Please use this identifier to cite or link to this item:http://hdl.handle.net/20.500.12105/7575
Breast and prostate cancer mortality and industrial pollution
Environ Pollut. 2016 Jul;214:394-399.
We investigated whether there might be an excess of breast and prostate cancer mortality among the population residing near Spanish industries, according to different categories of industrial groups. An ecologic study was designed to examine breast and prostate cancer mortality at a municipal level (period 1997-2006). Population exposure to pollution was estimated by means of distance from town of residence to industrial facilities. Using Besag-York-Mollié regression models with Integrated Nested Laplace approximations for Bayesian inference, we assessed the relative risk of dying from these tumors in 2-, 3-, 4-, and 5-km zones around installations, and analyzed the effect of category of industrial group. For all sectors combined, no excess risk was detected. However, excess risk of breast cancer mortality (relative risk, 95% credible interval) was detected near mines (1.10, 1.00-1.21 at 4 km), ceramic industries (1.05, 1.00-1.09 at 5 km), and ship building (1.12, 1.00-1.26 at 5 km), and excess risk of prostate cancer was detected near aquaculture for all distances analyzed (from 2.42, 1.53-3.63 at 2 km to 1.63, 1.07-2.36 at 5 km). Our findings do not support that residing in the vicinity of pollutant industries as a whole (all industrial sectors combined) is a risk factor for breast and prostate cancer mortality. However, isolated statistical associations found in our study with respect to specific industrial groups warrant further investigation.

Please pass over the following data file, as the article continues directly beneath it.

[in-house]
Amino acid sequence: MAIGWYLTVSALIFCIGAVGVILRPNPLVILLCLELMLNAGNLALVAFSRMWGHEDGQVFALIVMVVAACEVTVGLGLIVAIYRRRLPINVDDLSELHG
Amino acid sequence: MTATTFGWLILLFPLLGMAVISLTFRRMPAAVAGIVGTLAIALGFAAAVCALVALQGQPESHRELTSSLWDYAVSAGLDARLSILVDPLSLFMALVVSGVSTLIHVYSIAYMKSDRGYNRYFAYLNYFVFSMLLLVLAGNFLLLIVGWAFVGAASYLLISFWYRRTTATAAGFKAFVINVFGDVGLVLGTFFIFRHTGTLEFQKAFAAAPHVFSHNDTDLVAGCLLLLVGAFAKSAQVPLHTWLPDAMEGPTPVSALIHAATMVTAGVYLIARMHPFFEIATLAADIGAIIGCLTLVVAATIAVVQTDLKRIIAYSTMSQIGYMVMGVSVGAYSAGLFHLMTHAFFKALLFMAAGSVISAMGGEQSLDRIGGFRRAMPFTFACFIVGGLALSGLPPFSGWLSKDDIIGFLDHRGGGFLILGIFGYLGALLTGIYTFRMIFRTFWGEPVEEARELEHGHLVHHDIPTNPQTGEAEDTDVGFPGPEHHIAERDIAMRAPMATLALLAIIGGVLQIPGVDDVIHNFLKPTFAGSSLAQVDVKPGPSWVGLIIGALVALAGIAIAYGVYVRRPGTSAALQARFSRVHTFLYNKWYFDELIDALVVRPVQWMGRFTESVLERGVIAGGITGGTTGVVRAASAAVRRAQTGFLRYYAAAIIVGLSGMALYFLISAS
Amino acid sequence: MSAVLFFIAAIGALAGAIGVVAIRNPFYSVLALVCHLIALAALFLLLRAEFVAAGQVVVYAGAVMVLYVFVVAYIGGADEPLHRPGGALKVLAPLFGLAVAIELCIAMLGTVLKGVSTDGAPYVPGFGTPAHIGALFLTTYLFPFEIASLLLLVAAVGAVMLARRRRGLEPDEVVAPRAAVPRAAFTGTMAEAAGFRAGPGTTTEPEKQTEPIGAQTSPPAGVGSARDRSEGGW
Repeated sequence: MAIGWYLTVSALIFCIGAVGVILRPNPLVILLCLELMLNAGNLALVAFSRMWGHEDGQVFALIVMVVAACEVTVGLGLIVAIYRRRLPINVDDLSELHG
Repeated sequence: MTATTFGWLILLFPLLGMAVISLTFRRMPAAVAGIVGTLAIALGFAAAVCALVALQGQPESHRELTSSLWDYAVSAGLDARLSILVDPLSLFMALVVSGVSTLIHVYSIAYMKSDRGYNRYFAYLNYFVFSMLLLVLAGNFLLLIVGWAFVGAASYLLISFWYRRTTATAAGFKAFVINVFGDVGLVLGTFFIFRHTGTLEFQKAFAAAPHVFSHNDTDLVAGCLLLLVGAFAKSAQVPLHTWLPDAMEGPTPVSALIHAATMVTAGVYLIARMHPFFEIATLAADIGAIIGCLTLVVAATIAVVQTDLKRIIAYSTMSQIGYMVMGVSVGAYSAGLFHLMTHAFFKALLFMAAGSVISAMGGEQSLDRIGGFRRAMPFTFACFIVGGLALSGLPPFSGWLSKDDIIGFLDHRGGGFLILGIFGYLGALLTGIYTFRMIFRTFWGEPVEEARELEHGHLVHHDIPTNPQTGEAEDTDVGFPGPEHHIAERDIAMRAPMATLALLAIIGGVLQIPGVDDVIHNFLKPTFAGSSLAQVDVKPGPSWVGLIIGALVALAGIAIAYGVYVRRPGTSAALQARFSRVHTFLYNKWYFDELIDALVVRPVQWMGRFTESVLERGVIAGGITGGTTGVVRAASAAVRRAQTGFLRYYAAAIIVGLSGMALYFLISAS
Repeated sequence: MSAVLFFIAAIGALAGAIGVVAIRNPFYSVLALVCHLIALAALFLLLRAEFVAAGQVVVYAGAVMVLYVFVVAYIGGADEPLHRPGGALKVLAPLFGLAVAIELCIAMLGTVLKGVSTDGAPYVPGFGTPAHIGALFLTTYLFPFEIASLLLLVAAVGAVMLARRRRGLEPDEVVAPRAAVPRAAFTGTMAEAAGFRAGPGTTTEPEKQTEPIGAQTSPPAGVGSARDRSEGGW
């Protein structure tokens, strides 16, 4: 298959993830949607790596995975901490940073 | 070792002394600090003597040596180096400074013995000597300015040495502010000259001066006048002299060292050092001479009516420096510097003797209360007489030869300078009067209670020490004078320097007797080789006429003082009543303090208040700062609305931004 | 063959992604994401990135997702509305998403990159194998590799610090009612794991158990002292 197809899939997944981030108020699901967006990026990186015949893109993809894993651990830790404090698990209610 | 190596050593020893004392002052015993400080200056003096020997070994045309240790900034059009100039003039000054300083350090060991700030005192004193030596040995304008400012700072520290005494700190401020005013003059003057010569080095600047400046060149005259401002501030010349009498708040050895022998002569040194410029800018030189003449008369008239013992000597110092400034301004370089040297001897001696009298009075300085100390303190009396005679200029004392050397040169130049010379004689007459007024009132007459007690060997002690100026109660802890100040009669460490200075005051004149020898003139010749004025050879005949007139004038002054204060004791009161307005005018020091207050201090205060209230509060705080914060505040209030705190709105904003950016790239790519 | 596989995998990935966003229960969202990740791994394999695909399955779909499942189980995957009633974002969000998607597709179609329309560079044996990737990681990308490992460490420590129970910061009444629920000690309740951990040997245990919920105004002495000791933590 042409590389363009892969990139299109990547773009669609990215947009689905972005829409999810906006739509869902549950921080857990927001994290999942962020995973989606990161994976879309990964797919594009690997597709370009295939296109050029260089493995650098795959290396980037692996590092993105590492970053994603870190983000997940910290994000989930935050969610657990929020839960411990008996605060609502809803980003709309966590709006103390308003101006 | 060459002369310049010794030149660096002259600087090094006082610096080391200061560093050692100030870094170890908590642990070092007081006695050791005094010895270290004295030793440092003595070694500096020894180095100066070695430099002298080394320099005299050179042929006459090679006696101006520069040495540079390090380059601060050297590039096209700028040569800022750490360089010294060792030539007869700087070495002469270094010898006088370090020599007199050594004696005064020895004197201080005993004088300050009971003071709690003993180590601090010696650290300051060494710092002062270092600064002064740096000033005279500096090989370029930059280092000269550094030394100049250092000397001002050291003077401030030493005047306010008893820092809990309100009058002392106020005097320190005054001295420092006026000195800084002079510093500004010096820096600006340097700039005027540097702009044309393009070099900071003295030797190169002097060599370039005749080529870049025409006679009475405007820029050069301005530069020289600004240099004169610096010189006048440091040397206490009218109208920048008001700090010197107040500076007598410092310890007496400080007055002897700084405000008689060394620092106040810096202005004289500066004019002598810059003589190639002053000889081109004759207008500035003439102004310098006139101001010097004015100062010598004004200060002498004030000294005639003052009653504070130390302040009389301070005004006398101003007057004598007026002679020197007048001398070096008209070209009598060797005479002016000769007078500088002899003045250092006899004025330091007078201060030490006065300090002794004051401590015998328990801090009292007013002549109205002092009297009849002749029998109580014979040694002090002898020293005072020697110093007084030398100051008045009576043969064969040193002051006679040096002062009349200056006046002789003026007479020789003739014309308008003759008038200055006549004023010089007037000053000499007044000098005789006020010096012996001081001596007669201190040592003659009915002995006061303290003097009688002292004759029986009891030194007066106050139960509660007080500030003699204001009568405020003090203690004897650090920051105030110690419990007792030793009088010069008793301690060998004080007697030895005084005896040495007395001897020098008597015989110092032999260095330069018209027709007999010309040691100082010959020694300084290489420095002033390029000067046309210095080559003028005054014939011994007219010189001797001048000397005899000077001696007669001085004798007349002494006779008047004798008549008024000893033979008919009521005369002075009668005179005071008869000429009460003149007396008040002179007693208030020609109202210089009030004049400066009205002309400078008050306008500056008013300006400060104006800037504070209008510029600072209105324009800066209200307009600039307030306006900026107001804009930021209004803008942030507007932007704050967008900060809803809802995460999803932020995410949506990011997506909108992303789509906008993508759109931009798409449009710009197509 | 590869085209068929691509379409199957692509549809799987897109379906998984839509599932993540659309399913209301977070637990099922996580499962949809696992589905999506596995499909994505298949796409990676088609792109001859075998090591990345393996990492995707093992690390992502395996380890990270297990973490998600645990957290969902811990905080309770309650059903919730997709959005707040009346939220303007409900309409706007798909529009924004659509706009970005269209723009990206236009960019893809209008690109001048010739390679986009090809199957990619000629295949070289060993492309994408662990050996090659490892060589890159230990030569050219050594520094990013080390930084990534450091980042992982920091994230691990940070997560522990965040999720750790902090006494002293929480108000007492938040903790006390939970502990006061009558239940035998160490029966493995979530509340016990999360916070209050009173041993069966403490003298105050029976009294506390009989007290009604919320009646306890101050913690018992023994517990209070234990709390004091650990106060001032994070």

Air Pollution | Breast Neoplasms | Female | Geography, Medical | Humans | Industrial Waste | Male | Models, Statistical | Prostatic Neoplasms | Risk Factors